The stellar experience of yesterday was the moon, which I watched turn from the usual silver disk to this over the course of an hour. Full disclosure: this is not my photograph. I took it from a collection on the internet and rotated it to show what I saw here in Saint Andrews by the Sea, Nova Scotia. It was so beautiful sitting in a deck chair beside a tree in the dark watching the celestial show. Because of the super moon they're experiencing the highest tides in 20 years here on the Bay of Fundy. We haven't seen a high tide yet but yesterday we took advantage of the low tide to drive along a tidal roadway and visit Minister's Island.
This is the road to Minister's Island, which is accessible only for about four hours twice a day when the tide goes out far enough to expose the gravel bar that allows vehicles across. The 500 acre island gets its name from Loyalist Reverend Samuel Andrews, who built his stone house there in 1790.
But its fame now results from the 12,000 square foot summer "cottage" built by railroad baron William Cornelius Van Horne about a hundred years later. He built a self sufficient farm complete with a windmill, water system, bath house, tidal swimming pool, stables, and servants and this chateau-like barn. That's the inside of the barn on the right where people are looking at ribbons won by his prize Dutch belted cattle.
The property is now now a park and opens to visitors with guided tours in the summer. We checked online to find out when it was open--as its hours are completely determined by the tide table and headed down in the car. When we got across the bar to the gate we discovered that we had only 1 hour and 15 minutes before we had to be off the island. So not wanting to sleep in the car we did a whirlwind tour. I think the building here was residence to the farm manager.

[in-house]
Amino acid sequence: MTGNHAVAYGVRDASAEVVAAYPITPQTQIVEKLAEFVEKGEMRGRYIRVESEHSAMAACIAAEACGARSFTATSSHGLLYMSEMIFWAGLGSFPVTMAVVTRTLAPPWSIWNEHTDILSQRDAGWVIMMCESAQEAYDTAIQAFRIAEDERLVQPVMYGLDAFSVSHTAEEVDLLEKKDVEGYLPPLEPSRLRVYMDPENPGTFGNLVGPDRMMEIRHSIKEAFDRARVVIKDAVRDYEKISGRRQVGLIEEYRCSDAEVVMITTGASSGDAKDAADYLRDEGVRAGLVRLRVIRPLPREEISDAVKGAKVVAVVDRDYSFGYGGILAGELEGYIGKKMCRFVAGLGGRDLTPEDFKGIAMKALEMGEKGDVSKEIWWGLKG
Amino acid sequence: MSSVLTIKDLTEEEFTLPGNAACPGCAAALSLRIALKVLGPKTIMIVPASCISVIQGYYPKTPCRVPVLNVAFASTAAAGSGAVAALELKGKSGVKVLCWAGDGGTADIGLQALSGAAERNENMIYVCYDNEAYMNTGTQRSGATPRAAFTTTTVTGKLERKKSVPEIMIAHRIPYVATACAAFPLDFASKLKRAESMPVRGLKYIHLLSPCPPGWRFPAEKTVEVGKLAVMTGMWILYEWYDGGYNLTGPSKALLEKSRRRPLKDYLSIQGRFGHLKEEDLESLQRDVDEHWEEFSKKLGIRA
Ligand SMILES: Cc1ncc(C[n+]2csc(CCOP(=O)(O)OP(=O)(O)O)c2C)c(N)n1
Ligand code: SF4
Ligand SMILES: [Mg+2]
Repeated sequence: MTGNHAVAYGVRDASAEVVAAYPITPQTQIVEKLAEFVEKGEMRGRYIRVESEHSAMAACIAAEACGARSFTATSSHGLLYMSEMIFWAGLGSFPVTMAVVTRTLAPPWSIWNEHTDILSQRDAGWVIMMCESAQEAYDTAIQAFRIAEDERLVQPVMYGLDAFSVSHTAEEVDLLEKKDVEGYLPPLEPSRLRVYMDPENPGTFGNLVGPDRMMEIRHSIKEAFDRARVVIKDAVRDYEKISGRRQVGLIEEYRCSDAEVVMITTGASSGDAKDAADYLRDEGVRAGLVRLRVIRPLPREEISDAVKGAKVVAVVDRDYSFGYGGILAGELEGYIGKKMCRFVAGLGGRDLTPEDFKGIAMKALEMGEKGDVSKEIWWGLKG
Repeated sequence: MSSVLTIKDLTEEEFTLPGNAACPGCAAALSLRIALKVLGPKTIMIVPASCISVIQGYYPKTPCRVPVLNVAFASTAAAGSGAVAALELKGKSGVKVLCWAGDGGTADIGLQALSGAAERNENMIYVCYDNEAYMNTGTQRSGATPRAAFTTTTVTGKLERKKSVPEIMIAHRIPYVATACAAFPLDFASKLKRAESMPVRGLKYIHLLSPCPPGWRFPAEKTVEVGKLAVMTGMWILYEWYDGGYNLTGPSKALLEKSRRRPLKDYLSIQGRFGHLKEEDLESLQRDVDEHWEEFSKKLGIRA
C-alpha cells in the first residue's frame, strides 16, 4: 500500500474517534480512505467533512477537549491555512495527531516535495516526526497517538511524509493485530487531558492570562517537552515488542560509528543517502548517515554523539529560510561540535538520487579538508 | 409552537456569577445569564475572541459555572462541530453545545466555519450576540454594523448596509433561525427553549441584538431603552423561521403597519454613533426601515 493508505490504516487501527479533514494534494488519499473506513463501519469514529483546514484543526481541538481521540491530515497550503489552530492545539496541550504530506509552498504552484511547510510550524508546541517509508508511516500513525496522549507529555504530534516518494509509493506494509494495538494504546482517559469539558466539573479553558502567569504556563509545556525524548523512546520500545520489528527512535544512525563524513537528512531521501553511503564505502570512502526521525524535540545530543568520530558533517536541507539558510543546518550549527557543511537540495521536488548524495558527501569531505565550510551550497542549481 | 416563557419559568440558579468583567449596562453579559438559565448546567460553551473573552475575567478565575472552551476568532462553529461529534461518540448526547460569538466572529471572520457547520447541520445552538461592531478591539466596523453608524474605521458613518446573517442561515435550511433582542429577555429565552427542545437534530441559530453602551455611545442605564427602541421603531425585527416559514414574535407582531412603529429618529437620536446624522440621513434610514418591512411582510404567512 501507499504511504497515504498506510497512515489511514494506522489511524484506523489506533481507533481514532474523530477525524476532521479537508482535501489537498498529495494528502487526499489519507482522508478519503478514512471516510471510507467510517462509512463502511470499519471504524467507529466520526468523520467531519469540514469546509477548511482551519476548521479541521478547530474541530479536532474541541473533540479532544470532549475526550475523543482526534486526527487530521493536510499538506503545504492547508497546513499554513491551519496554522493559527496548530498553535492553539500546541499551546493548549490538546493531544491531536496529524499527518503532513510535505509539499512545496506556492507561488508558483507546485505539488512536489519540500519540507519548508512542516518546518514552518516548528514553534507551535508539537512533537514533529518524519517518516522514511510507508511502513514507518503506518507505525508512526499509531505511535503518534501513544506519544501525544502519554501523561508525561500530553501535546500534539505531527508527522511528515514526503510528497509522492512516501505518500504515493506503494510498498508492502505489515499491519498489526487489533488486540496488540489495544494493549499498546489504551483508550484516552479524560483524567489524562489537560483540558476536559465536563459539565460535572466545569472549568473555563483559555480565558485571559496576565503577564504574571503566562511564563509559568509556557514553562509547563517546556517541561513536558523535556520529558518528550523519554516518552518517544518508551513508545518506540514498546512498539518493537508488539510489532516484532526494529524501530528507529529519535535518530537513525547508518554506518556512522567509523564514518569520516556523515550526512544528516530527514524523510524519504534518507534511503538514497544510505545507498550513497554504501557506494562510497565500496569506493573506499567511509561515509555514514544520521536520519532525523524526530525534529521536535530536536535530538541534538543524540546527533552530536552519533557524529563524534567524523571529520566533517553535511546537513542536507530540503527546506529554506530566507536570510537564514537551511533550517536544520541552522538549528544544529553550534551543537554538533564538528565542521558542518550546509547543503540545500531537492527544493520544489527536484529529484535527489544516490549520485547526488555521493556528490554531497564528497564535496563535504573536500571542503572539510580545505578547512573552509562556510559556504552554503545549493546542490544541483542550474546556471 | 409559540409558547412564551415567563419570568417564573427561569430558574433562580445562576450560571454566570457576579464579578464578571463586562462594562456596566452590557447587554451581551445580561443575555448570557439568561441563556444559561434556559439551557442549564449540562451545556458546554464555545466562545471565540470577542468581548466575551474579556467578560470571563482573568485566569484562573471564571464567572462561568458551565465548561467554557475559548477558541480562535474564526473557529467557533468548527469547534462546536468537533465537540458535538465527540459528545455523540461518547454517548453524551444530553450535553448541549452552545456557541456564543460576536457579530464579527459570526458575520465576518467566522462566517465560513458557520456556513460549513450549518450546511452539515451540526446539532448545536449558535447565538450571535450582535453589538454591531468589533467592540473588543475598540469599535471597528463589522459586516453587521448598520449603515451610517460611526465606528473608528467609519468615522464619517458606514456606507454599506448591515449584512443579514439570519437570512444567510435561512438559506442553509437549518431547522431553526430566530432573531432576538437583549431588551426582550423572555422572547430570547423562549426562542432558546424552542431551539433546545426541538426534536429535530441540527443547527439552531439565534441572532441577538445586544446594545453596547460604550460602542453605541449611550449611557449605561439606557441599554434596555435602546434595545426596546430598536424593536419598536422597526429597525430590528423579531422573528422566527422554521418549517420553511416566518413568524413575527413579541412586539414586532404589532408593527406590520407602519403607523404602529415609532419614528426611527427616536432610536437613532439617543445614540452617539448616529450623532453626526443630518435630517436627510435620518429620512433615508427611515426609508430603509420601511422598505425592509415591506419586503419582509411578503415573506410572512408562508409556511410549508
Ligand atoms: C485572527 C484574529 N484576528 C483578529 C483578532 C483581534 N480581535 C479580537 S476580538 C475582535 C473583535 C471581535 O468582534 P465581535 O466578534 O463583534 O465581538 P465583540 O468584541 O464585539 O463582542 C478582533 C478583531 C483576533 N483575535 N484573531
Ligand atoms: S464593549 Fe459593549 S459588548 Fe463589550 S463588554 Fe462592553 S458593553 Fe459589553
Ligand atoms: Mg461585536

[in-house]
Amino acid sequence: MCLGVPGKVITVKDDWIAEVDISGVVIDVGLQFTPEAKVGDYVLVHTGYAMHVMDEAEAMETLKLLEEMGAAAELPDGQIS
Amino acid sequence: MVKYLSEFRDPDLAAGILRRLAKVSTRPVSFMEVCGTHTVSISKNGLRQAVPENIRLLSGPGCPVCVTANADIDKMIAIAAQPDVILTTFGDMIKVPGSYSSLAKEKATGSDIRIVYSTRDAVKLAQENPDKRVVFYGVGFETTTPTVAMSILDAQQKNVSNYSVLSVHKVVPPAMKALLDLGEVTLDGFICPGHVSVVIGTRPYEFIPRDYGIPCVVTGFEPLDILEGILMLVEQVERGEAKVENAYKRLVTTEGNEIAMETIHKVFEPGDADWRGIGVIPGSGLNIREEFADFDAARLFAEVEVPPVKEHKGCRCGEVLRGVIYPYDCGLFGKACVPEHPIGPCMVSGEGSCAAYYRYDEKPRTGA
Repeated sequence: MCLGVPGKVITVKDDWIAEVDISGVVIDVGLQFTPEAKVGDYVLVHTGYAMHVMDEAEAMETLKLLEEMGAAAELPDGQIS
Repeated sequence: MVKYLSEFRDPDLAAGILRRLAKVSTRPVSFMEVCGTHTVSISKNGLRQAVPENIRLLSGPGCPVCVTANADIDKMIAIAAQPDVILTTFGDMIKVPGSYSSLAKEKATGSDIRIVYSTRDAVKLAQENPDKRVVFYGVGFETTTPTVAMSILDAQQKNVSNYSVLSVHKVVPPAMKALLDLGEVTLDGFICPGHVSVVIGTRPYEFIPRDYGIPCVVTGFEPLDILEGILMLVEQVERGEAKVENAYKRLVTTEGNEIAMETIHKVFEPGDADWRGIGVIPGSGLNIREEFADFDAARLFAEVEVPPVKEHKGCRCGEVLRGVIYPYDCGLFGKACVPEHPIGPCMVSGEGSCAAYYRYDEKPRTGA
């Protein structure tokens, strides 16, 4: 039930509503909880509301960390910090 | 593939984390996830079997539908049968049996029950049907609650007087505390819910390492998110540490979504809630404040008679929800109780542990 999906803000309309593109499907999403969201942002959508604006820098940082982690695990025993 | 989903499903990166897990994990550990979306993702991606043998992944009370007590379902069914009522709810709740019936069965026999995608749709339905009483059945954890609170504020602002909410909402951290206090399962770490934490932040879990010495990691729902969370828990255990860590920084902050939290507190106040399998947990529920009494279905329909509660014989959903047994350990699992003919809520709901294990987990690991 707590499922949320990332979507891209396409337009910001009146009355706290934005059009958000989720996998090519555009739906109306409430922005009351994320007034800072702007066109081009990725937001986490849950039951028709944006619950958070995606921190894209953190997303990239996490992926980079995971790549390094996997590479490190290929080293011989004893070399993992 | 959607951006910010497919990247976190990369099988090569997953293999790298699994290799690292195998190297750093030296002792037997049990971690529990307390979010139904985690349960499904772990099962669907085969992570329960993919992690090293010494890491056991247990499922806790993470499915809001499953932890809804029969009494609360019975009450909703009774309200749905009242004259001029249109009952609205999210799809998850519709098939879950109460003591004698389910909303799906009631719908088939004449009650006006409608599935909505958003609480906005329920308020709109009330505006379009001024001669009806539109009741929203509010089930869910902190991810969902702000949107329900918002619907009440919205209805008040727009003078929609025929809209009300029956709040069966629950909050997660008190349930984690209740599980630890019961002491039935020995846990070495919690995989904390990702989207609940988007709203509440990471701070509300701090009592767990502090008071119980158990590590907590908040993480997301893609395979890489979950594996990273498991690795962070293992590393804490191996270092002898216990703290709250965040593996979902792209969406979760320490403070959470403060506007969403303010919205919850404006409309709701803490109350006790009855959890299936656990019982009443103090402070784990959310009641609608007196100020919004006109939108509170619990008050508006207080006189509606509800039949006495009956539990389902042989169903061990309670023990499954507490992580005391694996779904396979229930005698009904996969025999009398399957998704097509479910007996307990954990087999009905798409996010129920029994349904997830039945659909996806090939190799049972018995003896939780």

This photo is an elevation done by the architects who designed the cottage. It was built of sandstone quarried on the island. Check out the views through the French doors in the reflection.
We were able to tour through most of the house, full of original furniture including Van Horne's billiard table. ( I love the hanging lamp.)
Here's one of the 17 bedrooms.
Not all were elegant though; this is clearly a servant's bedroom. At the top of the house was a warren of tiny rooms like this.
Here's the dining room set for dinner at Van Horne's original dining table.
And a little ways away, the kitchen where the meals were prepared on this gigantic stove.
The house clearly reveals the "Upstairs, Downstairs" life of Edwardian times.
This carriage was in the stable and I guess the horses would be harnessed up to take the family across the bar to town.
A final view of Covenhaven and the windmill and gas engine that powered the water system.
We headed back across the bar in plenty of time, not wanting to spend the night on the island--even though there are 17 bedrooms there!